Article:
The history of ASCII since 1967 is mostly a history of attempts to overcome its limitations and make it more applicable to languages other than American English. In 1967, for example, the International Standards Organization (ISO) recommended a variant of ASCII with codes 0x40, 0x5B, 0x5C, 0x5D, 0x7B, 0x7C, and 0x7D "reserved for national use" and codes 0x5E, 0x60, and 0x7E labeled as "may be used for other graphical symbols when it is necessary to have 8, 9, or 10 positions for national use." This is obviously not the best solution to internationalization because there's no guarantee of consistency. But it indicates how desperate people were to successfully code symbols necessary to various languages.

Extending ASCII

By the time the early small computers were being developed, the 8-bit byte had been firmly established. Thus, if a byte were used to store characters, 128 additional characters could be invented to supplement ASCII. When the original IBM PC was introduced in 1981, the video adapters included a ROM-based character set of 256 characters, which in itself was to become an important part of the IBM standard.

The original IBM extended character set included some accented characters and a lowercase Greek alphabet (useful for mathematics notation), as well as some block-drawing and line-drawing characters. Additional characters were also assigned to the code positions of the ASCII control characters, because the bulk of these control characters were not required.

This IBM extended character set was burned into countless ROMs on video boards and in printers, and it was used by numerous applications to decorate their character-mode displays. However, this character set did not include enough accented letters for all Western European languages that used the Latin alphabet, and it was not quite appropriate for Windows. Windows didn't need line-drawing characters because it had an entire graphics system.

In Windows 1.0 (released in November 1985), Microsoft didn't entirely abandon the IBM extended character set, but it was relegated to secondary importance. The native Windows character set was called the "ANSI character set" because it was based on a draft ANSI and ISO standard, which eventually became ANSI/ISO 885911987, "American National Standard for Information Processing—8-Bit Single-Byte Coded Graphic Character Sets—Part 1: Latin Alphabet No 1." This is also known more simply as "Latin 1."

The original version of the ANSI character set as printed in the Windows 1.0 Programmer's Reference is shown in Figure 2-2.

0-  1-  2-  3-  4-  5-  6-  7-  8-  9-  A-  B-  C-  D-  E-  F-
-0 * * 0 @ P ` p * * ° À Ð à ð
-1 * * ! 1 A Q a q * * ¡ ± Á Ñ á ñ
-2 * * " 2 B R b r * * ¢ ² Â ò â ò
-3 * * # 3 C S c s * * £ ³ Ã ó ã ó
-4 * * $ 4 D T d t * * ¤ ´ Ä ô ä ô
-5 * * % 5 E U e u * * ¥ µ Å õ å õ
-6 * * & 6 F V f v * * ¦ ¶ Æ ö æ ö
-7 * * ' 7 G W g w * * § · Ç * ç *
-8 * * ( 8 H * h * * * ¨ ¸ È ø è ø
-9 * * ) 9 I Y I y * * © ¹ É Ù é ù
-A * * * : J Z j z * * ª º Ê Ú ê ú
-B * * + ; K [ k { * * « » Ë Û ë û
-C * * , < L \ l | * * ¬ ¼ Ì Ü ì ü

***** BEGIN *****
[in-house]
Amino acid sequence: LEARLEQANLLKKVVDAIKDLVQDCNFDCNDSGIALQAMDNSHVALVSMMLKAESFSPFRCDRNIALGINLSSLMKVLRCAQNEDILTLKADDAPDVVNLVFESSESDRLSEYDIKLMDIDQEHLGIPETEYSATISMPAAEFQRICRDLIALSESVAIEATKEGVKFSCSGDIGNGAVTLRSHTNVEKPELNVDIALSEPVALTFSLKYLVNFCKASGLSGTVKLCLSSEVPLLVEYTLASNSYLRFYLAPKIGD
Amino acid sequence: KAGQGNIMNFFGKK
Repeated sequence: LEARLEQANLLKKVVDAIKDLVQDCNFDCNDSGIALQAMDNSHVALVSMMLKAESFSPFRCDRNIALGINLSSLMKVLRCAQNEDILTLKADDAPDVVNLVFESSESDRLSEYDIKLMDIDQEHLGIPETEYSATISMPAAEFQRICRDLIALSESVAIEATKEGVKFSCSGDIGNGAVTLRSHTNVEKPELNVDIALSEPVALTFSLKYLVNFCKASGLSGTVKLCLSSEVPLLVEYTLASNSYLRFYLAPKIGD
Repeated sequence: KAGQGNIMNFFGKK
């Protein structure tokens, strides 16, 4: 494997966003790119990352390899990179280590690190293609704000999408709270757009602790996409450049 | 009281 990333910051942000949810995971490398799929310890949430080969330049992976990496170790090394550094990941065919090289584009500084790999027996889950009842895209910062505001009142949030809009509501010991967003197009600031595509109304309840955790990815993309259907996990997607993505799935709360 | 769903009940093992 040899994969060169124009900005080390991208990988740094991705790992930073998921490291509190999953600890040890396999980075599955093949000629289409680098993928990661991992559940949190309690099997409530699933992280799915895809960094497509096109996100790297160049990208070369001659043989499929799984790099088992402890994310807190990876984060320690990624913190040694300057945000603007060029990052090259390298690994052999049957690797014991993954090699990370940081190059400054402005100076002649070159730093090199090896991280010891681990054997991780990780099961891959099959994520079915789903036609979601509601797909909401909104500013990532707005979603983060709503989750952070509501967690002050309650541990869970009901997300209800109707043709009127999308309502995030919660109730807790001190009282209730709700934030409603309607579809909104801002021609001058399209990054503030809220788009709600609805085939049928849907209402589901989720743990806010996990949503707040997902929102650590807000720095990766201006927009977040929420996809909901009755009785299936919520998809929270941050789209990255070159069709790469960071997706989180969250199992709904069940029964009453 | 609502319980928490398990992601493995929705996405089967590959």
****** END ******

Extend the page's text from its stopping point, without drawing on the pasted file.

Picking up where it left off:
-D * * - = M ] m } * * ­ ½ Í Ý í ý
-E * * . > N ^ n ~ * * ® ¾ Î Þ î þ
-F * * / ? * _ o DEL * * ¯ ¿ Ï ß ï ÿ

* - not applicable

Figure 2-2. The Windows ANSI character set (based on ANSI/ISO 8859-1).

The hollow rectangles indicate codes for which characters are not defined. This is close to how ANSI/ISO 8859-1 was ultimately defined. ANSI/ISO 8859-1 shows only graphic characters, not control characters, so it does not define the DEL. In addition, code 0xA0 is defined as a nonbreaking space (which means that it's a space that shouldn't be used to break a line when formatting), and code 0xAD is a soft hyphen (which means that it shouldn't be displayed unless it's used to break a word at the end of a line). Also, ANSI/ISO 8859-1 defines codes 0xD7 as a multiplication sign (×) and 0xF7 as a division sign (÷). Some fonts in Windows also define some of the characters from 0x80 through 0x9F, but these are not part of the ANSI/ISO 8859-1 standard.

MS-DOS 3.3 (released in April 1987) introduced the concept of code pages to IBM PC users, a concept that was also carried over to Windows. A code page defines a mapping of character codes to characters. The original IBM character set became known as code page 437, or "MS-DOS Latin US." Code page 850 is "MS-DOS Latin 1," which replaces some of the line-drawing characters with additional accented letters (but which is not the Latin 1 ISO/ANSI standard shown in Figure 2-2 above). Other code pages were defined for other languages. The lower 128 codes are always the same; the higher 128 codes depend on the language for which the code page is defined.

Under MS-DOS, if a user sets the PC's keyboard, video display, and printer to a specific code page and then creates, edits, and prints documents on the PC, all will be well. Everything's consistent. However, if the user attempts to exchange documents with another user using a different code page or to change the code page on the machine, problems will result. Character codes are associated with the wrong characters. Applications can save code page information with documents in an attempt to reduce problems, but this strategy involves some work in converting between code pages.

Although code pages originally provided only additional characters of the Latin alphabet beyond the unaccented characters, eventually code pages were devised where the higher 128 characters contained complete non-Latin alphabets, such as Hebrew, Greek, and Cyrillic. Such variety makes code page mix-ups potentially worse, of course; it's one thing if a few accented letters appear incorrect and quite another if an entire text is an incomprehensible jumble.